ASK AN EXPERT: BEST PRACTICES IN OFFBOARDING EVENTS
Dan Phelan is among the foremost thought leaders in human resources. He has held key leadership roles in several areas of GlaxoSmithKline and is a member of RiseSmart’s Strategic Advisory Council. Here he answers questions in the continuing series of articles for RiseSmart called “Ask An Expert.”
(Got a question for Dan Phelan? Ask it in the comments.)
What are some of the best practices organizations should abide by during an offboarding event?
I always think that the key to these things is transparency. I think that it’s important that any organization — whether it’s a business or hospital of whatever it is — gives the business reason for why the downsizing is taking place. I think if you treat employees like the adults that they are, people tend to get it. The business rationale is very important.
In terms of how to go about communicating, that varies from organization to organization. It makes sense to do some kind of internal email to employees and, depending on the status of the company in the community, you may want to have the external team deal with the media. Also, if you are a major employer in the region, consideration should be given to notifying the head local elected official simultaneously with notifying employees and the media. I think it’s a judgment call on whether you have to do that or not. If you’re a large enough presence, I think that’s worth doing.
Then it’s about communicating the severance terms to the affected people, includingoutplacement assistance. And providing the support they need to transition from the organization, both financial support and support in terms of getting back into the workforce. One of the most important things is how the employees still in the organization perceive how their colleagues were treated.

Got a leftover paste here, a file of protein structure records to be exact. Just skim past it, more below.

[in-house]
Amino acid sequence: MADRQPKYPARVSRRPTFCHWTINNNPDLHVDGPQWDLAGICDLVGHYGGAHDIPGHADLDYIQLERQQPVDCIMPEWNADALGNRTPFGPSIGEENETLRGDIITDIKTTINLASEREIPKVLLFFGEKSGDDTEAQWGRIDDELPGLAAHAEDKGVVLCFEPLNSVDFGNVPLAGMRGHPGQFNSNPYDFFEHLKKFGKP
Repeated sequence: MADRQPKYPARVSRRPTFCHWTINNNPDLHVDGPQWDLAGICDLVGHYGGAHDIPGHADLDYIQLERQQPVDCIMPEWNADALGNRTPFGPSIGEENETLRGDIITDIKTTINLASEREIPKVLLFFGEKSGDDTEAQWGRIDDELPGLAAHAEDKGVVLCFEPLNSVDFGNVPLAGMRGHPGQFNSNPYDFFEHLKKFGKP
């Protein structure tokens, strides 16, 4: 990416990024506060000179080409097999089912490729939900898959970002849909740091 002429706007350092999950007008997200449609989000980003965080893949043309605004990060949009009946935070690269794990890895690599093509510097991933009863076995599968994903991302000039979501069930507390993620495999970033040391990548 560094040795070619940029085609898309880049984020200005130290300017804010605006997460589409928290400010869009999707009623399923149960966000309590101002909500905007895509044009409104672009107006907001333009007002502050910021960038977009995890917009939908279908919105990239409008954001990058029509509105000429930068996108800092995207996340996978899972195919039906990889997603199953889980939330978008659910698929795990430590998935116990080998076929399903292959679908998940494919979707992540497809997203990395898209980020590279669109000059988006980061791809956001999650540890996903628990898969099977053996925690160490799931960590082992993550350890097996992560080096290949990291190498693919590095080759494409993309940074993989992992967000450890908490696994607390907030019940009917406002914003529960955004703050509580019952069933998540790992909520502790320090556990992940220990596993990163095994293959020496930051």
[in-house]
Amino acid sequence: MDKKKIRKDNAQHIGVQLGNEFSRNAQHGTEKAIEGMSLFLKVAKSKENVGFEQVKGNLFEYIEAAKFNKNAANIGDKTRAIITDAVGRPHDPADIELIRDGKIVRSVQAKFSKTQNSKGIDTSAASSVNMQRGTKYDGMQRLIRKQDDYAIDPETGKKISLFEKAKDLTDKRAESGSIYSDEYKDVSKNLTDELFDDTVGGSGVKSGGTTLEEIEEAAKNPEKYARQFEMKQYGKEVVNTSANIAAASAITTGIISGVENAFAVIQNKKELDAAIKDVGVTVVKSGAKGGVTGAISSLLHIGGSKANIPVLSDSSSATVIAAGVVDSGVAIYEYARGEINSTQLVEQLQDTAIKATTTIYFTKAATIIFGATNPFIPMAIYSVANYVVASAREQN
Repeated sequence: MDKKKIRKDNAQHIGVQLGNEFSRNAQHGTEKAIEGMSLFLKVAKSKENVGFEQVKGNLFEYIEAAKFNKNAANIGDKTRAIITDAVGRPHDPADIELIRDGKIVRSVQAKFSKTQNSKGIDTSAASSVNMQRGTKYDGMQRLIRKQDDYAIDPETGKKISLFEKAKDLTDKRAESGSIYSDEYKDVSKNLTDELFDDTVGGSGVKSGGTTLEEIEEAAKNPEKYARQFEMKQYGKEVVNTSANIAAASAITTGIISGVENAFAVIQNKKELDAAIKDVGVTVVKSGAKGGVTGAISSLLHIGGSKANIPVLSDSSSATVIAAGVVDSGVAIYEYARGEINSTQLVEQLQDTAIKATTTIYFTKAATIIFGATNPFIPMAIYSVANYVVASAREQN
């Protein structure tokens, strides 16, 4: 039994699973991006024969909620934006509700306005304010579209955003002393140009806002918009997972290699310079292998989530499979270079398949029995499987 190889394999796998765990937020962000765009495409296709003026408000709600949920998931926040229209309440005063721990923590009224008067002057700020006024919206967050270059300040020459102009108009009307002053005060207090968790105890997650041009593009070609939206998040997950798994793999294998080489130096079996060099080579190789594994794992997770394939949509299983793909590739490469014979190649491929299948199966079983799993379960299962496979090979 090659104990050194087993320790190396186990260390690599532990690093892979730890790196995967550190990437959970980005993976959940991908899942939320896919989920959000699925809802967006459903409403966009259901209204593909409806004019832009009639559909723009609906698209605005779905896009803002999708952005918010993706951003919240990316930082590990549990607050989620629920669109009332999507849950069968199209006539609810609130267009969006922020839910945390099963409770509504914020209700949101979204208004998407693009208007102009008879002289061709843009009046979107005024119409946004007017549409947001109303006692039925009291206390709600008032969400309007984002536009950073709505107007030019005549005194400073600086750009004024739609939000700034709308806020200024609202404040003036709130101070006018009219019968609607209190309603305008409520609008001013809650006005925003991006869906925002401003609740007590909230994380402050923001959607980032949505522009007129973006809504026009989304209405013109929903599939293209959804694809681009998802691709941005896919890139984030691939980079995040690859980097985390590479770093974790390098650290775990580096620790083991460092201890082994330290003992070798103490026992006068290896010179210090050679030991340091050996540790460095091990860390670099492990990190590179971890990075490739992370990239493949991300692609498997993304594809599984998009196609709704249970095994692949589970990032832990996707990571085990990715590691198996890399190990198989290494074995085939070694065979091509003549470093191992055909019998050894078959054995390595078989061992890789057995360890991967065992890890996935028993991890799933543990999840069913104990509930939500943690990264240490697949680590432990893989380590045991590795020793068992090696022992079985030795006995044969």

After the event is over it’s important to have a town hall meeting and really address the remaining employees, and to build with the workforce you have. These downsizings give everyone pause, and it’s important to reassure them.
How do you keep morale up during that?
One of the things we’ve done over the years is talk about resilience of our people and the workforce. We don’t spend a lot of time talking about work-life balance; we talk about resilience.
If you’re really communicating your strategy and people understand what’s happening — when you take these kinds of actions people don’t like it obviously — I think they get it. It’s not something we want to do, but something we have to do to keep the business growing.
I think of the analogy of a tree. Sometimes you have to prune a tree to get the tree to remain healthy. In this time when it’s very hard to grow organically with sales, sometimes unfortunately you have to focus on cost reduction. It is a challenge keeping morale up, but being honest and transparent with people is very helpful.
Does that honesty come before the layoffs occur?
If the chief executive and the top management team are communicating properly, people know what’s going on and they understand what’s driving the company strategy. So while some kind of a large downsizing may come as a surprise, if people understand where the company’s heading, it’s a lot easier to absorb.